I liked the Secret World a hell lot more when it had this WoD, Supernatural vibe.

Now that they're color coding and branding their factions... I'll pass. Who wants to be joiner? I thought the whole point of the classless, level-less system was to foster unique characters.

Disappointing.

I hope this is success. And I hope it will be as interesting as it sounds. Never has been that interesting in MMORPGs just because they are mostly about killing stuff, and that really doesn't hold my interest for that long.

On the other hand, where is dreamfall chronicles funcom? Seriously?

Dastardly:

Susan Arendt:
The Secret Appeal of The Secret World

Funcom designed the quests of The Secret World to be less about killing rats and more about unraveling a global mystery.

Read Full Article

This line is the most telling: "Some players will undoubtedly feel uncomfortably restricted by the game's limit on active quests, but Bylos believes the narrow focus actually works in the player's favor, turning the NPCs from quest dispensers into actual people."

Creator-as-teacher, man that's a tough truth of gaming. You basically have to create ways to slow your players down sometimes. Like students reading a story, they often feel the goal is "Get done fast! The end is where you want to be!" As a result, they only skim the surface of the content, and then complain that the story was "boring" or "too short" or what-have-you.

It sounds awful to say it, but gamers are like those students. If you don't give them reasons to slow down -- "quiz" them on whether or not they read/listened to the quest introduction, give them "homework" during which they practice the skills necessary for the next step -- they'll breeze through the content, thinking that surely the best part is at the end. Then they get there and say, "That's all?"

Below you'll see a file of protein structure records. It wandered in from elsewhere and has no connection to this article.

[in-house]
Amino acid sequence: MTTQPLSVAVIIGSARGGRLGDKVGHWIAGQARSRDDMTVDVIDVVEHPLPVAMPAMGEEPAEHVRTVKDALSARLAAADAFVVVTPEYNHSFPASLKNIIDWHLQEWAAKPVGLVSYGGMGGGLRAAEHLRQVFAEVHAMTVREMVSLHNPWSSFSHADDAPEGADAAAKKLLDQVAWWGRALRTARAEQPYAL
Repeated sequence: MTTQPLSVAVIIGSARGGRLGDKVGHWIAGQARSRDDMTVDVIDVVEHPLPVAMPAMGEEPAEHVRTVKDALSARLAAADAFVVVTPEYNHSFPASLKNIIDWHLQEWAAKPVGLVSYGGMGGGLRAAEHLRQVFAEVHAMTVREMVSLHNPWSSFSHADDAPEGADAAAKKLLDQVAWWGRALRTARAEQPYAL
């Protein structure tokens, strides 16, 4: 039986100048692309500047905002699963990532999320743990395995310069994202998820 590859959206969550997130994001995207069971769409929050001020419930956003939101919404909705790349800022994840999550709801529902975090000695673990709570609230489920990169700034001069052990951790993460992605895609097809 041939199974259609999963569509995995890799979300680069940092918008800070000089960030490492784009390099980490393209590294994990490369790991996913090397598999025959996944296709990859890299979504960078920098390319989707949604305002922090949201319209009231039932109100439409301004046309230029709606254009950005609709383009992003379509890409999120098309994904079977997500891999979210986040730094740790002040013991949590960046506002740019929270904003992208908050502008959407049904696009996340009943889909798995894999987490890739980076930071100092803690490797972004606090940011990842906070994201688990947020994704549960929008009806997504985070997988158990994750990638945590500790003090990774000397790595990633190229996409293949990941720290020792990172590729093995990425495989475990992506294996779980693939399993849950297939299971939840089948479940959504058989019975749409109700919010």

Other games choose, instead, to throw in filler. Let the players move as fast as they want, you can always introduce a new widget to collect ten of, or a new breed of rat to cut down by the dozen... It's a shallow experience that has a whole lot of movement, but not a lot of motion. But it keeps the developer from having to visit a hard truth among the players -- sometimes, a game has to tell you, "No. Take your time and do it right."

You know, I came in here wanting to say the exact same thing. Salute.

On a slightly different note, though they are focusing a lot of their marketing towards the story, the game also has some fantastic ideas and systems for PvP, as well as (as they showed with Rise of the Godslayer) some of the very best dungeon/level designers in the MMORPG business, and so unlike SW:ToR, there is something to keep players going even outside the story (even if story is seeped in everything, dungeons/raids and PvP as well)

Ok Age of Conan was broken at launch and very shallow at the end but it was innovative for some elements like combat, guild wars and Aesthetic (the artbook and soundtrack in the limited edition are pure awesome).

The Secret World is a gamble: it appeals much to a very specific type of gamer and sounds strange to most. FunCom position is tricky: on one side they must deliver the game to the wider audience possible (it won't going to repay itself), on the other "generalizing" it too much could alienate their core audience (WoD-like gamers are easy to disappoint; i know well because i'm one).

We can only hope that the slice of market TSW will gather will be enough; MMORPGs need new ideas and new public to evolve from the safe WOW nest.

If we're really lucky, all this magic and technology in one place will turn out to be a Dreamfall prequel.